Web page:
Almost 20% of American scientists consider moving out of the country in order to carry out their research due to the poor funding climate in the US. According to a recent study headed by the American Society for Biochemistry and Molecular Biology (PDF), the stalemate in Washington and the draconian sequester are feeding directly into this problem.
Certainly the brain drain has begun. Downward trends in scientific research investment at the federal level over the last ten years are having a profound impact on the ability of America to remain competitive in the world. Eighty percent of the 3,700 respondents say they spend more of their time writing research grants now than in 2010. 67% were receiving less grant money resulting in fewer researchers being paid. This has a significant affect on the economic impact of federal research spending, not to mention the ability to make new discoveries in science, technology and medicine.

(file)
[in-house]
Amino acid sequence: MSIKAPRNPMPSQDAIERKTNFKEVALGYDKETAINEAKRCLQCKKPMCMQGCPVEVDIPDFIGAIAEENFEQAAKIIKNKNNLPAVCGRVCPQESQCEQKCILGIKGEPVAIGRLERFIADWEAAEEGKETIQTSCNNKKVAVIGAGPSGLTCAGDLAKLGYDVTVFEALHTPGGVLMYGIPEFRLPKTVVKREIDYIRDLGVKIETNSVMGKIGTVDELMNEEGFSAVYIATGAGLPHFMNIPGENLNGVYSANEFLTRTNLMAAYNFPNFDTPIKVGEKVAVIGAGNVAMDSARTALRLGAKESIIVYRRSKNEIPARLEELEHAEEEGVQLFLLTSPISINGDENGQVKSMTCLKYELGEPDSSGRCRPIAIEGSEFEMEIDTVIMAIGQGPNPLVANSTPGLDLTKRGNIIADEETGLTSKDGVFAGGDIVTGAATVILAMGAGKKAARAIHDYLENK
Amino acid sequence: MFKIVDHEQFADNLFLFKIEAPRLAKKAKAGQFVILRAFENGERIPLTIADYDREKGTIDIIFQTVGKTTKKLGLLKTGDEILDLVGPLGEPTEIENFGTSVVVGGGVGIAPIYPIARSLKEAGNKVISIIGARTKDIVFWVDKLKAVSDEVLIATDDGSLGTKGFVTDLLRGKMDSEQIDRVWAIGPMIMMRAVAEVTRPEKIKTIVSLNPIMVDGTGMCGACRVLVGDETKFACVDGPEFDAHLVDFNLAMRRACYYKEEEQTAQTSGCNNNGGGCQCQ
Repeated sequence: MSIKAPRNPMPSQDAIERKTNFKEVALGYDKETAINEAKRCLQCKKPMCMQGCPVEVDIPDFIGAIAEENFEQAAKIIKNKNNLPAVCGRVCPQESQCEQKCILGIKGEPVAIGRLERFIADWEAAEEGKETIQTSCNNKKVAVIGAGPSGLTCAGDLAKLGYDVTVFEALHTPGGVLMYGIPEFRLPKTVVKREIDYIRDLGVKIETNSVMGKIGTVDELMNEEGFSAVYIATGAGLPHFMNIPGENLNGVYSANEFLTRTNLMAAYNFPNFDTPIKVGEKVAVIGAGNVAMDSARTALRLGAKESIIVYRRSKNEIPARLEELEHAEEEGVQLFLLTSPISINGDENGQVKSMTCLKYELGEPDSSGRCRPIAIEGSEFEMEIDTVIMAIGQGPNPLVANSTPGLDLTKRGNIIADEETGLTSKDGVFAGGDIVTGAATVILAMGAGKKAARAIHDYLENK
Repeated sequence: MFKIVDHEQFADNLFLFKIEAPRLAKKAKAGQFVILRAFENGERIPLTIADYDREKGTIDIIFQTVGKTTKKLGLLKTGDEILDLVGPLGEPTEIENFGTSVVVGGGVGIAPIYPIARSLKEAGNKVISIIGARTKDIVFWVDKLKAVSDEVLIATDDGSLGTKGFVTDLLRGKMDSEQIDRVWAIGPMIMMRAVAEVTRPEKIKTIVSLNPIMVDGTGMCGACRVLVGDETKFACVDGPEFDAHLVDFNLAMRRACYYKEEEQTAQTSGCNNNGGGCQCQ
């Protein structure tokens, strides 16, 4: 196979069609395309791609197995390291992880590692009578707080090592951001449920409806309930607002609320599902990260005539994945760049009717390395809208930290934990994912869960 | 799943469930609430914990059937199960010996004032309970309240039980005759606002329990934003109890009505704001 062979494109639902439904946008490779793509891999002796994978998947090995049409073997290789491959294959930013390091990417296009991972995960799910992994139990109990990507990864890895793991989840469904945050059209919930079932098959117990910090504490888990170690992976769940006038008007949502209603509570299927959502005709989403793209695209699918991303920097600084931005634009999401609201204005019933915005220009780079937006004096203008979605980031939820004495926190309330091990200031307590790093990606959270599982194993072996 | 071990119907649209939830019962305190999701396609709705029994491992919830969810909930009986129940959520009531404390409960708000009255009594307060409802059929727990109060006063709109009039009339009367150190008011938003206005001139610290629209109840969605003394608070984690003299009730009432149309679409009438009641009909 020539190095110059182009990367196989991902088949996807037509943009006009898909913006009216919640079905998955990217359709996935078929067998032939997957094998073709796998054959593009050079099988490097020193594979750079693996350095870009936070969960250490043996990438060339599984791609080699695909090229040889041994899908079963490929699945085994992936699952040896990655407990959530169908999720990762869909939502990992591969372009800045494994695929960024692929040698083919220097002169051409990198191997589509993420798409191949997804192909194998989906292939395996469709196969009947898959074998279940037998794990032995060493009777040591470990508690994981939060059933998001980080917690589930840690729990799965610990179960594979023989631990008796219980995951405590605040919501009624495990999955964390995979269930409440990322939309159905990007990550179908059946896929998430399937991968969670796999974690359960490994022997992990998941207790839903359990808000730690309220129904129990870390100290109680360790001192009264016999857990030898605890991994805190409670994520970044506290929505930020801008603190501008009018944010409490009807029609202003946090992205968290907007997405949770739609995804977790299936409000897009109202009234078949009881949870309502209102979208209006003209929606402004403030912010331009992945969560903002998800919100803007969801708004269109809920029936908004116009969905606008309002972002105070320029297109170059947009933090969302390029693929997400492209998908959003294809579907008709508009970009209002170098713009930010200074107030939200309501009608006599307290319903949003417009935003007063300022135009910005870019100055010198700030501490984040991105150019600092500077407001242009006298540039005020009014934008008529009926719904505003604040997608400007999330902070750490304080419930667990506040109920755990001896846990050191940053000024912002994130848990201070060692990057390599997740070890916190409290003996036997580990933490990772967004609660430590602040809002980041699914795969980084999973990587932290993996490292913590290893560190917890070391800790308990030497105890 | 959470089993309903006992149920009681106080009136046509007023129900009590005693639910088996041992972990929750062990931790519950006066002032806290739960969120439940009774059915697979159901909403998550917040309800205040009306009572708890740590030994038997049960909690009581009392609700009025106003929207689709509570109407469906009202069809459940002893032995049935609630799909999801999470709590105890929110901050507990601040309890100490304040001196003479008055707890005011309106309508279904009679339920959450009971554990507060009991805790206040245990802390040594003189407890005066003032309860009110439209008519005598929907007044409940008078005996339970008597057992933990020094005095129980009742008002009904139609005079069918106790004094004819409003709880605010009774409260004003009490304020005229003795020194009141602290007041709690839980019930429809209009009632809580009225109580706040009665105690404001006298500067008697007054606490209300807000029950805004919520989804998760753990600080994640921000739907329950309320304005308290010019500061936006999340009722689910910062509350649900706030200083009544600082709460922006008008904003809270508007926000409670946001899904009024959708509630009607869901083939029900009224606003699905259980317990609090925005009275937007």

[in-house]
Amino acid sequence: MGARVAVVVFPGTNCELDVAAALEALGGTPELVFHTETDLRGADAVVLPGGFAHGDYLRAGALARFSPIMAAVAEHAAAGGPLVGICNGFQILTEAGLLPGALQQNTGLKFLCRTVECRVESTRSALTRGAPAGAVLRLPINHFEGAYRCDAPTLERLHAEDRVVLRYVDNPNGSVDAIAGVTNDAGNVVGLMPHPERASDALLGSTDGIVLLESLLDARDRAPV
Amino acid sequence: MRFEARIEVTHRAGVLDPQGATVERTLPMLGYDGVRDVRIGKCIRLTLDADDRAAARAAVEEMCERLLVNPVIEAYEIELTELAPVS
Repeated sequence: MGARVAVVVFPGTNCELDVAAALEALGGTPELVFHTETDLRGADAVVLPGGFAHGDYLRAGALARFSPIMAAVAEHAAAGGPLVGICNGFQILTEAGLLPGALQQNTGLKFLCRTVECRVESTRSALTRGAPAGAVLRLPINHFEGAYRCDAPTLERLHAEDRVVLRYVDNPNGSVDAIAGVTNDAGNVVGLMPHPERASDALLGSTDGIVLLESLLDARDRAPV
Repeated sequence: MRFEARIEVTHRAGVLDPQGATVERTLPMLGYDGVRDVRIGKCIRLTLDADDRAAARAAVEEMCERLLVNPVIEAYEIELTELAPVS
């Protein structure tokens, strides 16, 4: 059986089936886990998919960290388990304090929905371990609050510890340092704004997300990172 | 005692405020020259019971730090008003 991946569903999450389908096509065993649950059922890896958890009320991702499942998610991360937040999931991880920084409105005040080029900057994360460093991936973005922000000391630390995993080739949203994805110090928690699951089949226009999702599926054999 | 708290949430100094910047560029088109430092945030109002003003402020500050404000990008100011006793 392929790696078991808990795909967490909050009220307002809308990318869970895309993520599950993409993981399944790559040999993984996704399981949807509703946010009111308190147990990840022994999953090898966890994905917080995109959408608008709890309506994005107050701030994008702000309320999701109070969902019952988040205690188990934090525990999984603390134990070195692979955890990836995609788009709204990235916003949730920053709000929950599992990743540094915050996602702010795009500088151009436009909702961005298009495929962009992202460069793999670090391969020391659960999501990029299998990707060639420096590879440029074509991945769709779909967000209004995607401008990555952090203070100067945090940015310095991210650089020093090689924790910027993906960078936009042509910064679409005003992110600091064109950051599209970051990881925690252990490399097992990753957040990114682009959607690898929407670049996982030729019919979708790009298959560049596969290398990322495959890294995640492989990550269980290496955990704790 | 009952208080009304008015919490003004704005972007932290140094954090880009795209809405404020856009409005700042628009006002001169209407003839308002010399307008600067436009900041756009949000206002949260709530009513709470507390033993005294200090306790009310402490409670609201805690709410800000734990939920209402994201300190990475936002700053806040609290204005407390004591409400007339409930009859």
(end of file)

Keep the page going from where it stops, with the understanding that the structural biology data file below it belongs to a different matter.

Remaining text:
Sweeping federal cuts due to the sequestration has hit federal granting agencies to the tune of about $9.3 billion. Cuts to the National Institutes of Health alone have resulted in 700 fewer grants being funded this year. While the United States does invest significant real dollars in research and development, it is the only country that has seen a reduction in federal investment as a percentage of the GDP in the last two years. In contrast, other countries, particularly in Asia, are investing heavily.